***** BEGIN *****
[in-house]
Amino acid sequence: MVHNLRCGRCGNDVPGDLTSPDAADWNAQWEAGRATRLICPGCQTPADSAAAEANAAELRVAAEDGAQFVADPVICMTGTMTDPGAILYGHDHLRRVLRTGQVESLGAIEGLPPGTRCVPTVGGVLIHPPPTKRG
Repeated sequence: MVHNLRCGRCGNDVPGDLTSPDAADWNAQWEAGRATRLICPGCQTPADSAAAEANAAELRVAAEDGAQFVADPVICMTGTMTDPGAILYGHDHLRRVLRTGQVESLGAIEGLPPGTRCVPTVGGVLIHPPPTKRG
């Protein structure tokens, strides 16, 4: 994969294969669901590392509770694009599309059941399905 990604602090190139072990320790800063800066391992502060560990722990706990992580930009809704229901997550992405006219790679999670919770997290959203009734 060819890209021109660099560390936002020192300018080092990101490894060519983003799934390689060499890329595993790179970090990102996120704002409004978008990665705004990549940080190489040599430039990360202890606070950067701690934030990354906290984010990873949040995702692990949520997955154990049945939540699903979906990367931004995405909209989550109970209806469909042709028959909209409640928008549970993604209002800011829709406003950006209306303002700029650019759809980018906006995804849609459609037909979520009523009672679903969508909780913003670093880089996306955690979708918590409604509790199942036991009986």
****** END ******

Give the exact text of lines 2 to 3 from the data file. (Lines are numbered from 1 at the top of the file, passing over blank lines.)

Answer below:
Amino acid sequence: MVHNLRCGRCGNDVPGDLTSPDAADWNAQWEAGRATRLICPGCQTPADSAAAEANAAELRVAAEDGAQFVADPVICMTGTMTDPGAILYGHDHLRRVLRTGQVESLGAIEGLPPGTRCVPTVGGVLIHPPPTKRG
Repeated sequence: MVHNLRCGRCGNDVPGDLTSPDAADWNAQWEAGRATRLICPGCQTPADSAAAEANAAELRVAAEDGAQFVADPVICMTGTMTDPGAILYGHDHLRRVLRTGQVESLGAIEGLPPGTRCVPTVGGVLIHPPPTKRG